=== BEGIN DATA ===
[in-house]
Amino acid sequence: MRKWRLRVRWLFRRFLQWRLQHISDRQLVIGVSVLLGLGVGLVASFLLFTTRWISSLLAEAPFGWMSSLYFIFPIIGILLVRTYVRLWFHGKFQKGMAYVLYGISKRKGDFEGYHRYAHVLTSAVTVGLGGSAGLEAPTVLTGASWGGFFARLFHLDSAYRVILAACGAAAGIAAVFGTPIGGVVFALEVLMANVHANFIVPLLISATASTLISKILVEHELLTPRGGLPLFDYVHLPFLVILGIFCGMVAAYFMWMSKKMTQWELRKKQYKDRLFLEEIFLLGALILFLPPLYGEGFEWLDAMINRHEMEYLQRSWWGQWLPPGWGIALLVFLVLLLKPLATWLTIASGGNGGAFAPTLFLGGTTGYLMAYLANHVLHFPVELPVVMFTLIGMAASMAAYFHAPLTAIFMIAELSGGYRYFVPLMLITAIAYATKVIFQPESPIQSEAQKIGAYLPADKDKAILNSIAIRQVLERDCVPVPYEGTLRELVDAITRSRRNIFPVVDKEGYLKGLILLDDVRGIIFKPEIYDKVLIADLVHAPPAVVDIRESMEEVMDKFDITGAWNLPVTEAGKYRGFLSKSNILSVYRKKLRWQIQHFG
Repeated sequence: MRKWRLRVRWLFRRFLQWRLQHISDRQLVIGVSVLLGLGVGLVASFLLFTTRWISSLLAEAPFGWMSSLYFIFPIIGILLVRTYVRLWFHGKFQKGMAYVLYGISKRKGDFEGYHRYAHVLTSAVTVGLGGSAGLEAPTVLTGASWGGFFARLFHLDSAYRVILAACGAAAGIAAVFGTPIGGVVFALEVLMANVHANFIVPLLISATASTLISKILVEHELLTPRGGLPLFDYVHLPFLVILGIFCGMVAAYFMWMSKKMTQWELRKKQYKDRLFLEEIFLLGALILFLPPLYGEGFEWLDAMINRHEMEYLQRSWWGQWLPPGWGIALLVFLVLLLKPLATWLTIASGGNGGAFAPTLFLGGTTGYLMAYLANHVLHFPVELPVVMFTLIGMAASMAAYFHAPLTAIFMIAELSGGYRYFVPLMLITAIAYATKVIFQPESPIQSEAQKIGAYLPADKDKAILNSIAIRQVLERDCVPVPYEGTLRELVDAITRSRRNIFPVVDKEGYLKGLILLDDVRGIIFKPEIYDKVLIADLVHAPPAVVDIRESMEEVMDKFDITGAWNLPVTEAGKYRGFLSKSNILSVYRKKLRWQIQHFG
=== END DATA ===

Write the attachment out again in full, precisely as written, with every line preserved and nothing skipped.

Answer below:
[in-house]
Amino acid sequence: MRKWRLRVRWLFRRFLQWRLQHISDRQLVIGVSVLLGLGVGLVASFLLFTTRWISSLLAEAPFGWMSSLYFIFPIIGILLVRTYVRLWFHGKFQKGMAYVLYGISKRKGDFEGYHRYAHVLTSAVTVGLGGSAGLEAPTVLTGASWGGFFARLFHLDSAYRVILAACGAAAGIAAVFGTPIGGVVFALEVLMANVHANFIVPLLISATASTLISKILVEHELLTPRGGLPLFDYVHLPFLVILGIFCGMVAAYFMWMSKKMTQWELRKKQYKDRLFLEEIFLLGALILFLPPLYGEGFEWLDAMINRHEMEYLQRSWWGQWLPPGWGIALLVFLVLLLKPLATWLTIASGGNGGAFAPTLFLGGTTGYLMAYLANHVLHFPVELPVVMFTLIGMAASMAAYFHAPLTAIFMIAELSGGYRYFVPLMLITAIAYATKVIFQPESPIQSEAQKIGAYLPADKDKAILNSIAIRQVLERDCVPVPYEGTLRELVDAITRSRRNIFPVVDKEGYLKGLILLDDVRGIIFKPEIYDKVLIADLVHAPPAVVDIRESMEEVMDKFDITGAWNLPVTEAGKYRGFLSKSNILSVYRKKLRWQIQHFG
Repeated sequence: MRKWRLRVRWLFRRFLQWRLQHISDRQLVIGVSVLLGLGVGLVASFLLFTTRWISSLLAEAPFGWMSSLYFIFPIIGILLVRTYVRLWFHGKFQKGMAYVLYGISKRKGDFEGYHRYAHVLTSAVTVGLGGSAGLEAPTVLTGASWGGFFARLFHLDSAYRVILAACGAAAGIAAVFGTPIGGVVFALEVLMANVHANFIVPLLISATASTLISKILVEHELLTPRGGLPLFDYVHLPFLVILGIFCGMVAAYFMWMSKKMTQWELRKKQYKDRLFLEEIFLLGALILFLPPLYGEGFEWLDAMINRHEMEYLQRSWWGQWLPPGWGIALLVFLVLLLKPLATWLTIASGGNGGAFAPTLFLGGTTGYLMAYLANHVLHFPVELPVVMFTLIGMAASMAAYFHAPLTAIFMIAELSGGYRYFVPLMLITAIAYATKVIFQPESPIQSEAQKIGAYLPADKDKAILNSIAIRQVLERDCVPVPYEGTLRELVDAITRSRRNIFPVVDKEGYLKGLILLDDVRGIIFKPEIYDKVLIADLVHAPPAVVDIRESMEEVMDKFDITGAWNLPVTEAGKYRGFLSKSNILSVYRKKLRWQIQHFG